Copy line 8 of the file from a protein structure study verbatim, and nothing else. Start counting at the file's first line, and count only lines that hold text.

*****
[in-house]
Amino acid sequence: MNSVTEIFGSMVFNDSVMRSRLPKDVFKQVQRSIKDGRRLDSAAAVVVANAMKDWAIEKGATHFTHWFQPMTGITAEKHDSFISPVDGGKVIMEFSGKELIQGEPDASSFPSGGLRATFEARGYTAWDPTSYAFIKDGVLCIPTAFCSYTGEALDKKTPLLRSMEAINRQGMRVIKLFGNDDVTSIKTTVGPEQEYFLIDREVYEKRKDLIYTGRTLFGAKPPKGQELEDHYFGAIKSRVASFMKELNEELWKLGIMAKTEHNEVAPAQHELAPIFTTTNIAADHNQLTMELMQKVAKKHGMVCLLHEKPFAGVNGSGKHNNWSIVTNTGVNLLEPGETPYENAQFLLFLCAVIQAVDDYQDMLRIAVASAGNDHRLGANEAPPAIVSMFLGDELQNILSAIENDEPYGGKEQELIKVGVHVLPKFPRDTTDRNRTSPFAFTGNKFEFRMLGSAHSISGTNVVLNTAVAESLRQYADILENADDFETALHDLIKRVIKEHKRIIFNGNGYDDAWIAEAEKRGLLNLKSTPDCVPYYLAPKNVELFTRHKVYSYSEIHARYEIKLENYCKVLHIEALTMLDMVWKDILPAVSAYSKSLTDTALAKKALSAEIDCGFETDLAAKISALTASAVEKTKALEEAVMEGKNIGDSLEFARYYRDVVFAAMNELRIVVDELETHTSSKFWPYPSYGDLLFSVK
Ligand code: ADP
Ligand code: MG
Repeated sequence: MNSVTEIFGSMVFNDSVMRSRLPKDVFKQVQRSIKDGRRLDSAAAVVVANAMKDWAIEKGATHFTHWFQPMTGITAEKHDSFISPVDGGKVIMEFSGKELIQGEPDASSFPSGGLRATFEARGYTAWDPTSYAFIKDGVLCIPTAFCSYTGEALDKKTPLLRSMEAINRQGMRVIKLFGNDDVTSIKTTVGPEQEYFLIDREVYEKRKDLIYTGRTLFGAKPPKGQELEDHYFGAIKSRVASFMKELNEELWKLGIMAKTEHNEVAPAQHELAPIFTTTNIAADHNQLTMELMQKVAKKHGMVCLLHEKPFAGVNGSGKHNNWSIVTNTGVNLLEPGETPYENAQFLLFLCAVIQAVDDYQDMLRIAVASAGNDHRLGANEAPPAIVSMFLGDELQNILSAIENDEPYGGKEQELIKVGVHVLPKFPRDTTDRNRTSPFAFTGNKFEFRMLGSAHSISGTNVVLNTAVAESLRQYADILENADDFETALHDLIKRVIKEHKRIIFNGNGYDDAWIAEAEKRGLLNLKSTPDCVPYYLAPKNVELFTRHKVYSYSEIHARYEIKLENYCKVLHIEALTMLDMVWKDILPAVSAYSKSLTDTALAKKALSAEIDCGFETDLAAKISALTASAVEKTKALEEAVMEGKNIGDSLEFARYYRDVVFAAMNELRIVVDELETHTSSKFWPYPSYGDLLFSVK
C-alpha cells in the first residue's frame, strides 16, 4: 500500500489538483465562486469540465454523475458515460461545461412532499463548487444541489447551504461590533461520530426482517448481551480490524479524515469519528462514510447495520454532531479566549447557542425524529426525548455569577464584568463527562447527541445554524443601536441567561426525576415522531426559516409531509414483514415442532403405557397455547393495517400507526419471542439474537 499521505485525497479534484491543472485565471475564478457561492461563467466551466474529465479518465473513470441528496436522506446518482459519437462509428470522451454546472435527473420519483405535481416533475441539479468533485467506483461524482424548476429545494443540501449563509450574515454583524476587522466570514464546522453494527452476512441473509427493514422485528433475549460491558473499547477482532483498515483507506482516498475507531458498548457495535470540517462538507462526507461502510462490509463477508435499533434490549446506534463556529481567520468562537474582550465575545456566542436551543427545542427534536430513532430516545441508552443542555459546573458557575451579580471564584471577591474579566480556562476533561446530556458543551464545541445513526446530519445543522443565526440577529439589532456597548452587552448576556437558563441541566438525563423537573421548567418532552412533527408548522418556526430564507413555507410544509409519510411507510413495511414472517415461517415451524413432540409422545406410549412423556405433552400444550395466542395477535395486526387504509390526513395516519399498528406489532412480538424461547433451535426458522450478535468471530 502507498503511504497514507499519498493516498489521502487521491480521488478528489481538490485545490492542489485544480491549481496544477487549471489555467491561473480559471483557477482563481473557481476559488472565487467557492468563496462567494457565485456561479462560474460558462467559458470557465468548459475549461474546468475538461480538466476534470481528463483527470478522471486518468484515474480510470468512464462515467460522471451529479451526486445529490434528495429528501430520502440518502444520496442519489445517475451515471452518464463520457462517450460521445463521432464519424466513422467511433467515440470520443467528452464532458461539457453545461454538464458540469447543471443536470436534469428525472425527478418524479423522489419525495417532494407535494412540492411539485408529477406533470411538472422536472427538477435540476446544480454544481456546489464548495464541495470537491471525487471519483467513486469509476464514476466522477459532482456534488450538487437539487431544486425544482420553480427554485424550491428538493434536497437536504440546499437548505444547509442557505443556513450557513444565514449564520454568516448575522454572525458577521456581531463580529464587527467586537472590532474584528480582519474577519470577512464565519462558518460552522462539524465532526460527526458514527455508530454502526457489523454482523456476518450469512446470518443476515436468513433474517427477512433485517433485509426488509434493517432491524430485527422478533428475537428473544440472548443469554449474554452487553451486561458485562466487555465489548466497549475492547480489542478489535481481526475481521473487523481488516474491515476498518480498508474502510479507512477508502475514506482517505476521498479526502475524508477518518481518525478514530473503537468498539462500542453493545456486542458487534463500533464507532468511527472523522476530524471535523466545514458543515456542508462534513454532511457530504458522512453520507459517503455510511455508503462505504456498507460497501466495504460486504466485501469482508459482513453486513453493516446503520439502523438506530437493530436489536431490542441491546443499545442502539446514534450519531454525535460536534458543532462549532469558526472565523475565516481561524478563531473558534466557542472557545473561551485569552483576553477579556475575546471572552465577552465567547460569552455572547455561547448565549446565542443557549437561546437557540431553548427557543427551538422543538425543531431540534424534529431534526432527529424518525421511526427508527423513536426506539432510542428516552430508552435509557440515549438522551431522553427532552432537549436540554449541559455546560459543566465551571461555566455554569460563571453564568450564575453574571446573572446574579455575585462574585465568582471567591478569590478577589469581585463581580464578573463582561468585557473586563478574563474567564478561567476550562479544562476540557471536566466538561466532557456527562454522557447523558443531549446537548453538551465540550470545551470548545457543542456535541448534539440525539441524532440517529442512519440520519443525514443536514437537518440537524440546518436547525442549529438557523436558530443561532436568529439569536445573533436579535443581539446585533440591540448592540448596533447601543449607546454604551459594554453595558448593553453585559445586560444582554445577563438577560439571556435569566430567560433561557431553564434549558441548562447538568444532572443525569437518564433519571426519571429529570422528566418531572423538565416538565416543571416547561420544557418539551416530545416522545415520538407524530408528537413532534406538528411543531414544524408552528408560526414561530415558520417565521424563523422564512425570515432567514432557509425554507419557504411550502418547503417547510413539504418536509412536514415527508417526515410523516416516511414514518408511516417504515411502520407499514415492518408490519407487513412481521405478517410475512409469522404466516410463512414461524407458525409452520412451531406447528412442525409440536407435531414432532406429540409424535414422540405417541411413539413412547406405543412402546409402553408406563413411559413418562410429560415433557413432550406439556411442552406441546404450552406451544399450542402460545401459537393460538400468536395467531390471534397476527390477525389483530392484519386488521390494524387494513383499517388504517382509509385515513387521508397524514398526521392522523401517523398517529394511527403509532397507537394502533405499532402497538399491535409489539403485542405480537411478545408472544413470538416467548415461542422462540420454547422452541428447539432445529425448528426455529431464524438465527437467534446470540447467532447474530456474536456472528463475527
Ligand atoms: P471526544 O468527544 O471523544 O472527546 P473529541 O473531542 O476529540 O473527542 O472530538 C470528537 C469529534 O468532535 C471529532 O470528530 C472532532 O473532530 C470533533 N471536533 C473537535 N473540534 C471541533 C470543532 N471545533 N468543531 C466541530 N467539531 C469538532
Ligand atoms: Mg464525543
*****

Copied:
Ligand atoms: Mg464525543